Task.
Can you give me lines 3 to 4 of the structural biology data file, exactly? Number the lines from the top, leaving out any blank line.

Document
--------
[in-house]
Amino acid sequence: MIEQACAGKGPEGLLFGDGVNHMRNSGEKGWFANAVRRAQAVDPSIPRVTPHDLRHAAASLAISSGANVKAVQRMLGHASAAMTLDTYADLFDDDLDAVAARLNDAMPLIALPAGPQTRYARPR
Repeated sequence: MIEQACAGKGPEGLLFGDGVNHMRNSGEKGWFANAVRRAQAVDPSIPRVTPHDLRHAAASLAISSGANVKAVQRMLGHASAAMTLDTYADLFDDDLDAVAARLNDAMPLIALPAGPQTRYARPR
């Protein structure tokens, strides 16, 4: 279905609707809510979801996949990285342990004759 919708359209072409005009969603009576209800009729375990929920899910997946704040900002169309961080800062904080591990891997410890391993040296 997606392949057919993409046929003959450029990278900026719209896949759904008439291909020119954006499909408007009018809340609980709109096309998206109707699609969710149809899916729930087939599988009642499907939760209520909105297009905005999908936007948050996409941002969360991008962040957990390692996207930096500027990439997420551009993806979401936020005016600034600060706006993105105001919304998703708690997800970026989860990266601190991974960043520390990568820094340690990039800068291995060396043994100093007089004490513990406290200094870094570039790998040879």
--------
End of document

Repeated sequence: MIEQACAGKGPEGLLFGDGVNHMRNSGEKGWFANAVRRAQAVDPSIPRVTPHDLRHAAASLAISSGANVKAVQRMLGHASAAMTLDTYADLFDDDLDAVAARLNDAMPLIALPAGPQTRYARPR
């Protein structure tokens, strides 16, 4: 279905609707809510979801996949990285342990004759 919708359209072409005009969603009576209800009729375990929920899910997946704040900002169309961080800062904080591990891997410890391993040296 997606392949057919993409046929003959450029990278900026719209896949759904008439291909020119954006499909408007009018809340609980709109096309998206109707699609969710149809899916729930087939599988009642499907939760209520909105297009905005999908936007948050996409941002969360991008962040957990390692996207930096500027990439997420551009993806979401936020005016600034600060706006993105105001919304998703708690997800970026989860990266601190991974960043520390990568820094340690990039800068291995060396043994100093007089004490513990406290200094870094570039790998040879």